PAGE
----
Experiencing the industry aspect of textiles design has been an eye opener for me this week. There are many things that you don’t weigh while designing in university that are such a large part of the working textiles industry, for instance the durability of a fabric in one to five years. There are specific standards that a fabric must adhere to or be so labeled, for example upholstery fabric for a public setting versus that for the interior of a home. I am only used to considering the design of the fabric rather than the structure and the specific use (i.e. indoor/outdoor use). There are also many other details that I had not thought to consider, such as the fire safety standards around the world. The UK had the highest and toughest standards, therefore when producing fabric, fabric produced for domestic and international consumption are not the same. Industry standards could make or break a project, severely impacting the way in which one is able to sell or market a item. Once I leave school and find a job, these thing will rule our process. The way we think and design an item will be set around these rules.
Once the fabric has passed all the tests and is ready for the marketing, you must have a stylist, photographer and location for your shoot, all with whom you must collaborate in order to achieve the best final result. I think the collaboration involved in making and marketing a final project/collection is vital and highly underrated. It really takes a team to make a single project come out in the best possible light.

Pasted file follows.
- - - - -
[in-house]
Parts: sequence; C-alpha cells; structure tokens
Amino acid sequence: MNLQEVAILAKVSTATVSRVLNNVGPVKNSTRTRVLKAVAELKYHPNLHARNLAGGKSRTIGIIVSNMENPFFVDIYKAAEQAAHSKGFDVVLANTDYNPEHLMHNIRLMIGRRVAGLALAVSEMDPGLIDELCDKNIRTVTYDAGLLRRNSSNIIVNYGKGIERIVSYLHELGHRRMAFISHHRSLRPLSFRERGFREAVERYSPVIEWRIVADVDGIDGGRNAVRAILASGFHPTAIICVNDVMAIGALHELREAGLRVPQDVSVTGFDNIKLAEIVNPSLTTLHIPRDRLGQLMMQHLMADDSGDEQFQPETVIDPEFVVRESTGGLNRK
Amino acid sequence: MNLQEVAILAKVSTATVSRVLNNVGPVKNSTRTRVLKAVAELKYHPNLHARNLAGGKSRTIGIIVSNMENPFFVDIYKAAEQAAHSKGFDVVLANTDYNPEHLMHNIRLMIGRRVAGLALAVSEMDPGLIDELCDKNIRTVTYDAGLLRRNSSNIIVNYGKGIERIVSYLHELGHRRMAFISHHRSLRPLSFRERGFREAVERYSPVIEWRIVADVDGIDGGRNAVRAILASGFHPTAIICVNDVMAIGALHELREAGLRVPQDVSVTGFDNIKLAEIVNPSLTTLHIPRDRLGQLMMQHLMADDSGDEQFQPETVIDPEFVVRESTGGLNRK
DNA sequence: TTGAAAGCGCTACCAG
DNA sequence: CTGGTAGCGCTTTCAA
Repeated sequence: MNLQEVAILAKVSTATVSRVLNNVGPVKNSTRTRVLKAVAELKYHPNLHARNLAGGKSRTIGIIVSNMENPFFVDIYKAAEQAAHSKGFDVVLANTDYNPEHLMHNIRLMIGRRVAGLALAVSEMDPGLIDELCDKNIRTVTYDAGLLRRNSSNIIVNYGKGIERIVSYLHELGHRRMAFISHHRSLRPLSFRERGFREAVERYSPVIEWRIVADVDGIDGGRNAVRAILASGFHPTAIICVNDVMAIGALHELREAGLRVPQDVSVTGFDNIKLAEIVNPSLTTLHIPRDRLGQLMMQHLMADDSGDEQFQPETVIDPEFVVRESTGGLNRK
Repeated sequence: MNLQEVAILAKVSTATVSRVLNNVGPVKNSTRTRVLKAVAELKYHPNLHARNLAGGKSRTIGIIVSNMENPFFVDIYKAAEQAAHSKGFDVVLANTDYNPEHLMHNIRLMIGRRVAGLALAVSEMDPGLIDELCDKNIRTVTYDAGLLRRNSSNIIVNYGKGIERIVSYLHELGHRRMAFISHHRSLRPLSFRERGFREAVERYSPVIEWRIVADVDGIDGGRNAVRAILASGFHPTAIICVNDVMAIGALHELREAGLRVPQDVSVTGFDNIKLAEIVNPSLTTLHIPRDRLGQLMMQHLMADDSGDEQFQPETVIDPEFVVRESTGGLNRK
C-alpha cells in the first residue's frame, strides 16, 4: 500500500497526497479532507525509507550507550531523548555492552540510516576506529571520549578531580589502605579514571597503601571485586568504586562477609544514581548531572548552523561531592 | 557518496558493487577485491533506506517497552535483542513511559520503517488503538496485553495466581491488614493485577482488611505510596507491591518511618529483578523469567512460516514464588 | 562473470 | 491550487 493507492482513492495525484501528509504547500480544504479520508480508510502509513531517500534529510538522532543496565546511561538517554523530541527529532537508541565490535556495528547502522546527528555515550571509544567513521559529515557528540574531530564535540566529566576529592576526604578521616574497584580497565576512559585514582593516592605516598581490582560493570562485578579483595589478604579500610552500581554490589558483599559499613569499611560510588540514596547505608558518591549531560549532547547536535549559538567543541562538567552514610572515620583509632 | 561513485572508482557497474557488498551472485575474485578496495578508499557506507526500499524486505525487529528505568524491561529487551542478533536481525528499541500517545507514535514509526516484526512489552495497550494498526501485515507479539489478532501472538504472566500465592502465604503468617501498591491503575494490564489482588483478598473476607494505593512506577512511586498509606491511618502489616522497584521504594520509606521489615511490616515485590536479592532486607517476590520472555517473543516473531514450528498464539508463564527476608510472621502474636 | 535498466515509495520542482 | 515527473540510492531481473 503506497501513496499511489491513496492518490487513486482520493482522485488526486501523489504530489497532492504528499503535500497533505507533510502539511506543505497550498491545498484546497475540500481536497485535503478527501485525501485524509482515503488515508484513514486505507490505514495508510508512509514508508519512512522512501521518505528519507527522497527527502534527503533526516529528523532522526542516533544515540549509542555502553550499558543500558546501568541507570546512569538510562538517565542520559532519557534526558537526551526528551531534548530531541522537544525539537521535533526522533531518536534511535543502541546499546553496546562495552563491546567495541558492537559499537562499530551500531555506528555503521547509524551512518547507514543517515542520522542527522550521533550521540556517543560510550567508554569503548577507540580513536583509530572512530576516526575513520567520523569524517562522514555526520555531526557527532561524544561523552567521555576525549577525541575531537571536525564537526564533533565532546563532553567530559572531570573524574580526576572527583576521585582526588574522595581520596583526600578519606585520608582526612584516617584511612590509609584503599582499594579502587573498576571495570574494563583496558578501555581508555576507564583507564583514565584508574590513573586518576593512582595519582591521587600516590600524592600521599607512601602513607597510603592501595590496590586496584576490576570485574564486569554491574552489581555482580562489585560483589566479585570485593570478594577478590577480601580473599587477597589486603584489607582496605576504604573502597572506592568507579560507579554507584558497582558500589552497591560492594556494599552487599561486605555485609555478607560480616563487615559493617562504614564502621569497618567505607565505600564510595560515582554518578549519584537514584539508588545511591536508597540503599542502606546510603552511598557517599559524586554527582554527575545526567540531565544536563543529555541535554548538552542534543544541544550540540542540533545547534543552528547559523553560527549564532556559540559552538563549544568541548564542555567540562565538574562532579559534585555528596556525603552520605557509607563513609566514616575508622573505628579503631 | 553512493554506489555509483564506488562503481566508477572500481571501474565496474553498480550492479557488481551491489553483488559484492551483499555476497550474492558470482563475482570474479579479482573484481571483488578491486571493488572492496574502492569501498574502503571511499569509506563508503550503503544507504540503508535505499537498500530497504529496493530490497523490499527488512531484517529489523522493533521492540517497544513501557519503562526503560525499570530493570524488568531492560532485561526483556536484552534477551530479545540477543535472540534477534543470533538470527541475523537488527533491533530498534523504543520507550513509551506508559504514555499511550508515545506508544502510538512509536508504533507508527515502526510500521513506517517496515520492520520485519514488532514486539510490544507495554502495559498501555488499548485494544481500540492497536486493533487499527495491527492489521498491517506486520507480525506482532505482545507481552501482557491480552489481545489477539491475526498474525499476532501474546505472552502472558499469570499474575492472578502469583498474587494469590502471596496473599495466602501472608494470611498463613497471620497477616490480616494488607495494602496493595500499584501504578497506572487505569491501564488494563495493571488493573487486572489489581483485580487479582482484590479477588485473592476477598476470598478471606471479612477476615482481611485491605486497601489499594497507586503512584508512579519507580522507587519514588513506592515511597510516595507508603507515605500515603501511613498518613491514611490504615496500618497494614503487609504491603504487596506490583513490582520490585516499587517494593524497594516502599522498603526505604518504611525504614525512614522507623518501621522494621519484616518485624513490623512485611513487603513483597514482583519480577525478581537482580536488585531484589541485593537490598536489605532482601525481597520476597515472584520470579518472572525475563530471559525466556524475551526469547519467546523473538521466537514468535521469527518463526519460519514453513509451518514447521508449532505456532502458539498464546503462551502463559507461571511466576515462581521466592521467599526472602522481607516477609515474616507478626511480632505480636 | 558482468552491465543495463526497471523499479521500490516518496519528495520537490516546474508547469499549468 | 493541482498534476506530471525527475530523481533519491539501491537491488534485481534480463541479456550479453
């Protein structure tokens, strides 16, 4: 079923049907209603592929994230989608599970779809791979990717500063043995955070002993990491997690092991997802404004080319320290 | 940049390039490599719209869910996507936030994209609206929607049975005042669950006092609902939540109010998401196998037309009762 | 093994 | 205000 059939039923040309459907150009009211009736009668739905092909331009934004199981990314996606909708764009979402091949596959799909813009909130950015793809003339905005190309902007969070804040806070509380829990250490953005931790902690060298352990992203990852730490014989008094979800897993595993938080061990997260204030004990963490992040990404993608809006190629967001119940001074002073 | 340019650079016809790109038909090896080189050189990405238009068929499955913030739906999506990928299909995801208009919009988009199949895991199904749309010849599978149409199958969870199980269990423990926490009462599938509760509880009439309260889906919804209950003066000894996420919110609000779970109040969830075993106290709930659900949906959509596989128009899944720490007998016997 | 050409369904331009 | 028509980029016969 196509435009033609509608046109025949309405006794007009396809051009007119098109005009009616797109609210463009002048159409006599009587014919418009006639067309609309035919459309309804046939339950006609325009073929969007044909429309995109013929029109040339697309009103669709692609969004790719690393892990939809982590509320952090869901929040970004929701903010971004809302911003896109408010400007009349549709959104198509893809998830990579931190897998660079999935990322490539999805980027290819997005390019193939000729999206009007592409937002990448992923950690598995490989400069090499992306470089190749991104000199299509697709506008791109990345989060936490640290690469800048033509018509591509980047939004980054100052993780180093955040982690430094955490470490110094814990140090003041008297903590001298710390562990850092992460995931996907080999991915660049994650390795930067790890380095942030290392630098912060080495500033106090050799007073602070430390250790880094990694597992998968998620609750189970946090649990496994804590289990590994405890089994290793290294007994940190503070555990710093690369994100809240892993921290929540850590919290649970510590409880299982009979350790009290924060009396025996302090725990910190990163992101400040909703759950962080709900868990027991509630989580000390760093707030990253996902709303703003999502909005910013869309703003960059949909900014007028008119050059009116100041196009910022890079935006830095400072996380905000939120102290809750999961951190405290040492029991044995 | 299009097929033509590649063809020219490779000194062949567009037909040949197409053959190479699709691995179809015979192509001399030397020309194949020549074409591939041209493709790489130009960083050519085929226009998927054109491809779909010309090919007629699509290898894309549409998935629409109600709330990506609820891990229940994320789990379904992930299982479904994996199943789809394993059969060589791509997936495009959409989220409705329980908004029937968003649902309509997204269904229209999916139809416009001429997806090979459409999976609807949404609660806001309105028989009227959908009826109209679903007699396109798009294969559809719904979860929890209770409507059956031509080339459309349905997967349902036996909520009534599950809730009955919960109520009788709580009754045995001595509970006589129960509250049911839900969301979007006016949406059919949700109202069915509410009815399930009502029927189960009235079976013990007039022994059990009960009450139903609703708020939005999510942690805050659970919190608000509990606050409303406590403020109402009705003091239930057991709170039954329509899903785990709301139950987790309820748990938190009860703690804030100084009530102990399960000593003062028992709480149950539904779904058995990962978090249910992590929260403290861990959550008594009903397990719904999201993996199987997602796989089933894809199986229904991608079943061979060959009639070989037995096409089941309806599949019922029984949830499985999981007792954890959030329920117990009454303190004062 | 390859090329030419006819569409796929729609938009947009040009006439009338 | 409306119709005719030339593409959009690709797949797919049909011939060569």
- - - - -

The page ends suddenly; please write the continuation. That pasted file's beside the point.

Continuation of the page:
Now, I realise that I have yet to name the studio/designer/s of the company that I was interning for, however this is because I would like to respect their privacy (and why there are no photos alongside this post) . For some smaller companies, it is important to keep their studios off of the internet and out of the public eye since it can be hard to control an image once it is on the internet. It’s easy to take an image off the internet and claim it as your own. Once it’s out there, all you can do is hope that people are nice and won’t pirate your image. The only real thing you can try to have a little control over is the release time of said image. It is for this reason that I have not posted any images. This is an issue that I was not aware of before starting this internship. It was a very eye-opening experience into a world into which I had not yet ventured and it will drastically improve the way that I look at my future collections and the things that I consider when designing them.